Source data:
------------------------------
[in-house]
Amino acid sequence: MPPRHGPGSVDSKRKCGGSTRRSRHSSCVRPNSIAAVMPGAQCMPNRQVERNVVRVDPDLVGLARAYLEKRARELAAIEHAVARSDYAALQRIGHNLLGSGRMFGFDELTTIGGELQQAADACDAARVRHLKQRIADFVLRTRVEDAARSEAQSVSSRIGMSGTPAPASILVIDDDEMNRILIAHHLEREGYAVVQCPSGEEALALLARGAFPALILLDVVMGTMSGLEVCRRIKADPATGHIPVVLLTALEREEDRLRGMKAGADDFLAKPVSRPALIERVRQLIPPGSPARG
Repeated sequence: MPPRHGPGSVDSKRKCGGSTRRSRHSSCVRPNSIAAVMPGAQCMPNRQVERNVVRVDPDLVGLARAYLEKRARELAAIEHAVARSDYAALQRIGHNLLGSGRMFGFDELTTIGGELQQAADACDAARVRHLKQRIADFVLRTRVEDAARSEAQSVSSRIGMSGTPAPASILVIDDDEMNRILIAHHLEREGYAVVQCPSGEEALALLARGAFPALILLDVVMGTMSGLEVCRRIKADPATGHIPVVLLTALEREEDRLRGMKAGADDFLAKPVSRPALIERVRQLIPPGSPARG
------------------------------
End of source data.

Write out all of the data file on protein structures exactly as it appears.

[in-house]
Amino acid sequence: MPPRHGPGSVDSKRKCGGSTRRSRHSSCVRPNSIAAVMPGAQCMPNRQVERNVVRVDPDLVGLARAYLEKRARELAAIEHAVARSDYAALQRIGHNLLGSGRMFGFDELTTIGGELQQAADACDAARVRHLKQRIADFVLRTRVEDAARSEAQSVSSRIGMSGTPAPASILVIDDDEMNRILIAHHLEREGYAVVQCPSGEEALALLARGAFPALILLDVVMGTMSGLEVCRRIKADPATGHIPVVLLTALEREEDRLRGMKAGADDFLAKPVSRPALIERVRQLIPPGSPARG
Repeated sequence: MPPRHGPGSVDSKRKCGGSTRRSRHSSCVRPNSIAAVMPGAQCMPNRQVERNVVRVDPDLVGLARAYLEKRARELAAIEHAVARSDYAALQRIGHNLLGSGRMFGFDELTTIGGELQQAADACDAARVRHLKQRIADFVLRTRVEDAARSEAQSVSSRIGMSGTPAPASILVIDDDEMNRILIAHHLEREGYAVVQCPSGEEALALLARGAFPALILLDVVMGTMSGLEVCRRIKADPATGHIPVVLLTALEREEDRLRGMKAGADDFLAKPVSRPALIERVRQLIPPGSPARG